Only you can decide if this state of being, this life, is good. For it is a decision.

Anglican theologian Marilyn McCord Adams wrestles with this in her books on theodicy, the discipline that considers why bad things happen. She argues that life must ultimately be rendered as a good, even, as she acknowledges, if we have a hard time making the case for a good existence for some individual lives, say a Jewish child born in Germany in 1936 who would be murdered by bigots before ever coming of age. Or maybe a Jewish child born in 3 BCE who would be brutally executed by white authoritarians as an example to others in the Year 30.

Is being good? What do we contribute to being?

We are a non-credal church. I do not care whether you believe that that unwed teenage mother was impregnated by the Holy Spirit or by the baker’s son. I don’t care if you have been washed in the blood, though… ick! Is life good? Are people basically good? Were we meant for good?

It can be mighty hard at times. I know. I sometimes feel like a reluctant Calvinist. Massacres at Sandy Hook and the Pulse nightclub, cluster bombs in Aleppo, the exposure of a radicalized Christian Right as nothing more than White Supremacy without the hoods. As one member of our congregation said in language not normally heard from a pulpit, “I can’t believe we are still protesting this shit!” Matthew Shepherd would have been forty this month. I thought his story, I thought the name Emmitt Till had a place in the history books, but need not remain in our daily conscience. Then the State of Texas mandated that history be re-written and here we are, back where we were.

But we keep fighting precisely because we see the potential in every human being, believe this planet is good and amazing, that we can seem utterly depraved, completely wicked, but God is good and this is the day the Lord has made and we are called to rejoice and be glad in it, even as we roll up our sleeves and get to work to make it the world scripture promises it can be.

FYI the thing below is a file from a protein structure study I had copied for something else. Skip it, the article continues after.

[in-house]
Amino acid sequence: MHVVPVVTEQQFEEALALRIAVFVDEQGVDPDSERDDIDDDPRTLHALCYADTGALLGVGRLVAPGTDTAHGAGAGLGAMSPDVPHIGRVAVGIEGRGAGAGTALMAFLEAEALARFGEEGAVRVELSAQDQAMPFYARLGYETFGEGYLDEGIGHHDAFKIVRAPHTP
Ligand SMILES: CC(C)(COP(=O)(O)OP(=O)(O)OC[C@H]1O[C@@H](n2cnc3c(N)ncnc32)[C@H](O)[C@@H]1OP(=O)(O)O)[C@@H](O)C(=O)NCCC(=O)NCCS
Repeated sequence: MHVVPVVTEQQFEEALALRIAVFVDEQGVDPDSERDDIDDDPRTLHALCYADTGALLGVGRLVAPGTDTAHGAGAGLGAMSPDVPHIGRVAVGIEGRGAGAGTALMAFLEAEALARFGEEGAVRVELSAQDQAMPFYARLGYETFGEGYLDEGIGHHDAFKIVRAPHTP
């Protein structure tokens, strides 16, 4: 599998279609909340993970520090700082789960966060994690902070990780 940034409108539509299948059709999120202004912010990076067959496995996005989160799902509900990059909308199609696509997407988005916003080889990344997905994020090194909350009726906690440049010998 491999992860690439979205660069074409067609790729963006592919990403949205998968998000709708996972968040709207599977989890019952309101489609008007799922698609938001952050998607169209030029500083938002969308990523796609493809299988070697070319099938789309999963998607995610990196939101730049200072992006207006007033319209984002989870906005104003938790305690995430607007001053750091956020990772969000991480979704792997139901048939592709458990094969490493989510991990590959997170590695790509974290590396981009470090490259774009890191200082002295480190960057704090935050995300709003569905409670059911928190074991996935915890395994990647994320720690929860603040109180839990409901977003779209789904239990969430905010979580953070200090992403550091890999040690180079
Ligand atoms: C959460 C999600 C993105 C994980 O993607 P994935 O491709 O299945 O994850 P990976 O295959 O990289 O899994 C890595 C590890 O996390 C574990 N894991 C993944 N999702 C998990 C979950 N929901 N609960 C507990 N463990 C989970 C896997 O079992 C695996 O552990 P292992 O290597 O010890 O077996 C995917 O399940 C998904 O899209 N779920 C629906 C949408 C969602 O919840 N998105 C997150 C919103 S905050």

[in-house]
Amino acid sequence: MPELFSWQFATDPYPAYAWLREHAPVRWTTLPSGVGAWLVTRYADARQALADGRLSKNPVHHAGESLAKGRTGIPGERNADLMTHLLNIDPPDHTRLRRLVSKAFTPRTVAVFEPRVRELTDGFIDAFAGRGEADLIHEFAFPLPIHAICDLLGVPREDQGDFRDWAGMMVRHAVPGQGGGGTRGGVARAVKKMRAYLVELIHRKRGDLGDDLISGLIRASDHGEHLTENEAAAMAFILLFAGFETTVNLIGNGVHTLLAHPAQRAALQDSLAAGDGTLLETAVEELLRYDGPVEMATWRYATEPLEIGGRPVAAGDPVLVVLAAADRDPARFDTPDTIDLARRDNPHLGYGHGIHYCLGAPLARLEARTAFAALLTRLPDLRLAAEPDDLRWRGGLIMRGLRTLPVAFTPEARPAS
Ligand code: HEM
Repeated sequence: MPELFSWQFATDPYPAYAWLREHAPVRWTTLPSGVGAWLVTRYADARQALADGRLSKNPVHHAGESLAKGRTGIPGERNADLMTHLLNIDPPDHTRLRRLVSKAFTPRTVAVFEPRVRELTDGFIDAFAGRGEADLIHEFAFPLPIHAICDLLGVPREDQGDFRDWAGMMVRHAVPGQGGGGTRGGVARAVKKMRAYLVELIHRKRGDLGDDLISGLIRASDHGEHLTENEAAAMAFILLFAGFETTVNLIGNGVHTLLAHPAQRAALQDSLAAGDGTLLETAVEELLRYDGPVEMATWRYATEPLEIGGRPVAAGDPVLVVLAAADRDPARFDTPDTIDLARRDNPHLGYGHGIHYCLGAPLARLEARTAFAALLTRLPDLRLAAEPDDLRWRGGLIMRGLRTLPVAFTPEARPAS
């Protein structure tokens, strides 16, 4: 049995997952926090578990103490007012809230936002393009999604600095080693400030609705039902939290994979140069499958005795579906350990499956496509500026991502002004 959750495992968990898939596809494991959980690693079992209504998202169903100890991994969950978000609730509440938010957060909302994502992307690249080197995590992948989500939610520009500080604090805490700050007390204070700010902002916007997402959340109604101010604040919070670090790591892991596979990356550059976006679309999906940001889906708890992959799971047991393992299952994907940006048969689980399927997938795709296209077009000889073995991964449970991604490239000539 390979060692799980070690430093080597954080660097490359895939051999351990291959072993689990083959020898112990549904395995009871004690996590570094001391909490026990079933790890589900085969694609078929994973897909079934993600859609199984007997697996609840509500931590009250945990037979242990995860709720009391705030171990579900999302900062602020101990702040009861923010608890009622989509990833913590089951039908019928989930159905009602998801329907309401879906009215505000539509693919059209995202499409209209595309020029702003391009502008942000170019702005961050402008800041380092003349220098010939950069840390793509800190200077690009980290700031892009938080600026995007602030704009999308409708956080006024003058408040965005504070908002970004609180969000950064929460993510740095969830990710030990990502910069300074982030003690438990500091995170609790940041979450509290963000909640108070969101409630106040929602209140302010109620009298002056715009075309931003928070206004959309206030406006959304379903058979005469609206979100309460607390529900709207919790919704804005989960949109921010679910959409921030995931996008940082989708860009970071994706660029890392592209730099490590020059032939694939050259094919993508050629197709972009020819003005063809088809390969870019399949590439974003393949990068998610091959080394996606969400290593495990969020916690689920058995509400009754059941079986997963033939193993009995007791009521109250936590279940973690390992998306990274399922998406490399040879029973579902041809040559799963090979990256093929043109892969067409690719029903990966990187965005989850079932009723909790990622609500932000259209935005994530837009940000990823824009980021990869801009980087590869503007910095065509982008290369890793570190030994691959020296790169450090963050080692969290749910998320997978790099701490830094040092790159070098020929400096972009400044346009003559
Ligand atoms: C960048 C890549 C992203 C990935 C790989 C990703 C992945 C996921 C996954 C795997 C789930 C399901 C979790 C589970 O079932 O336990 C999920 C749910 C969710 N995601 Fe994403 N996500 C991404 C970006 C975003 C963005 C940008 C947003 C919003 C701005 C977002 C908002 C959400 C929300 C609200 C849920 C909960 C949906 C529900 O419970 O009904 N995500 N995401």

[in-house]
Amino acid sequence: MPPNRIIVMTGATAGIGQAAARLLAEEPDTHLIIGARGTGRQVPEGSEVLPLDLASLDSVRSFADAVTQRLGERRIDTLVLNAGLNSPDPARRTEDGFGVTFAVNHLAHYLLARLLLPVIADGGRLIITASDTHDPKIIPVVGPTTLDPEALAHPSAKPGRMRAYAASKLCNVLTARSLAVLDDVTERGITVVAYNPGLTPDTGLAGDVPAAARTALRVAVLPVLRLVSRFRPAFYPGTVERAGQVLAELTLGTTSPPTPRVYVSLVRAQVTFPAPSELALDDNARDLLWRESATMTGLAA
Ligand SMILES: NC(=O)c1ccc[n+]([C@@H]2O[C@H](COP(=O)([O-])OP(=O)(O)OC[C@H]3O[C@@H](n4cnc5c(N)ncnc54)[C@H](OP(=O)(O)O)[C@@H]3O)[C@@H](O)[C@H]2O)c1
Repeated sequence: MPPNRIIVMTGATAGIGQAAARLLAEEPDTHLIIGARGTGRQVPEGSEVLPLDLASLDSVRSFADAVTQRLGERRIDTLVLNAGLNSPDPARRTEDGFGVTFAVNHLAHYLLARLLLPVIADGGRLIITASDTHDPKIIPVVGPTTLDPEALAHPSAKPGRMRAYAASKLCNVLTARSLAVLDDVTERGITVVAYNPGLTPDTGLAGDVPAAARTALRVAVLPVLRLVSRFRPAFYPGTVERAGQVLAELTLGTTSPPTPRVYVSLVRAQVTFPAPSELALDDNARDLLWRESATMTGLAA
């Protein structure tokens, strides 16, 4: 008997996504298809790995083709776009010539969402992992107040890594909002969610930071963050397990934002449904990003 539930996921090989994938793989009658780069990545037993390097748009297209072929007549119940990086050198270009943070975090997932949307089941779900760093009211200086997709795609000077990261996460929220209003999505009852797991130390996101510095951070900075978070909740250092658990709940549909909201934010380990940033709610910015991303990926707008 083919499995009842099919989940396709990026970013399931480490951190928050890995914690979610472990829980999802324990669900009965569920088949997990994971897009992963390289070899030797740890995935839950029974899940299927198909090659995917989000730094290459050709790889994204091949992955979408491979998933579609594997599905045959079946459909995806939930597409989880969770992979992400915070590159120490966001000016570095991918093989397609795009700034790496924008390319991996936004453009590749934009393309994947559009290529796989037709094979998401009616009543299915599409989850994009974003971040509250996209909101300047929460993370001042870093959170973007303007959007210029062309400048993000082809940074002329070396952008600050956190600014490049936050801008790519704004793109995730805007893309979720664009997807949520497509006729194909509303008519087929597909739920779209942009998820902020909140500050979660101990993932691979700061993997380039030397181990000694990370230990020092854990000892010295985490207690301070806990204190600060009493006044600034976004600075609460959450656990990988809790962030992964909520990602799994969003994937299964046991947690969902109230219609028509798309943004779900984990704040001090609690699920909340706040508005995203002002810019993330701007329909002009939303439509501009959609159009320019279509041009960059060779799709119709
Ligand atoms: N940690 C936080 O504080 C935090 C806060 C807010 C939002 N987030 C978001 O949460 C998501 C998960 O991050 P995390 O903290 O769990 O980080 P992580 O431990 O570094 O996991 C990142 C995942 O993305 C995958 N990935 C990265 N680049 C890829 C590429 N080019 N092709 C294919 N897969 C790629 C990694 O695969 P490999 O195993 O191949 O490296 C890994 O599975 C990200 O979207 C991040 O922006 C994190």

God does not need our worship, for God is God, however you construct and understand that Divine Mystery. We do not rejoice because we have to pay something. We rejoice because it puts us in right relationship with existence, and standing on the ground of right relationship, we are liberated from the illusion that tells us we have control, that we have rights, that we earned our life.

For we did not earn a thing. Your life is pure gift. Your skills and talents, pure gift. The people in your life, the ones who touch your soul and inspire you, who unlock the doors and set you free, who weave golden threads into the cloth of your life and paint poems in your imagination, each and every one is pure gift.

So many have turned Christianity into a gloomy way of living in the world, progressives and conservatives alike. It is no wonder that fewer and fewer embrace religion. If you walked out of church feeling empowered, challenged, if church was the spiritual gym where we push one another, “You can do it!” and “Come on, just one more…” then maybe our pews would be full

Rejoice! You are here, maybe with aches and pains and heartache, but you are here.

God is good, whether God is an infant in a stable, a broken brown body on a cross, a Spirit to be found in each of us…

In her 2005 collection of essays “Plan B: Further Thoughts on Faith,” Anne Lamott writes of teaching a class with a storyteller friend in San Quentin, where her father also once taught writing. She walks us through the process of getting in, tells of having her hand stamped with a fluorescent mark, like some club kid on a Friday night. When she asks about the stamp, the guard says “If you don’t glow, you don’t go.”

Joy, even during the hardest of times, should be a sure sign that someone is a follower of Jesus, a person who loves God and all that God has made. Just as scripture says that you shall know them by their love, so should we be known by our joy. A Christianity worth joining, joyful, loving, tough and courageous…

“You can do it!”

“Come on, just one more…”

Maybe this is the right attitude to have toward the divine. Maybe we have to glow if we want to go… Glow with joy, with love, with imagination. Be a spark of divine light, joyful light, in your world. Glow so you can go. Even in the gray dark of a winter afternoon, ankle deep in a puddle, glow… warmth, passion, love… glow.

This is the day the Lord has made. May we rejoice and be glad in it.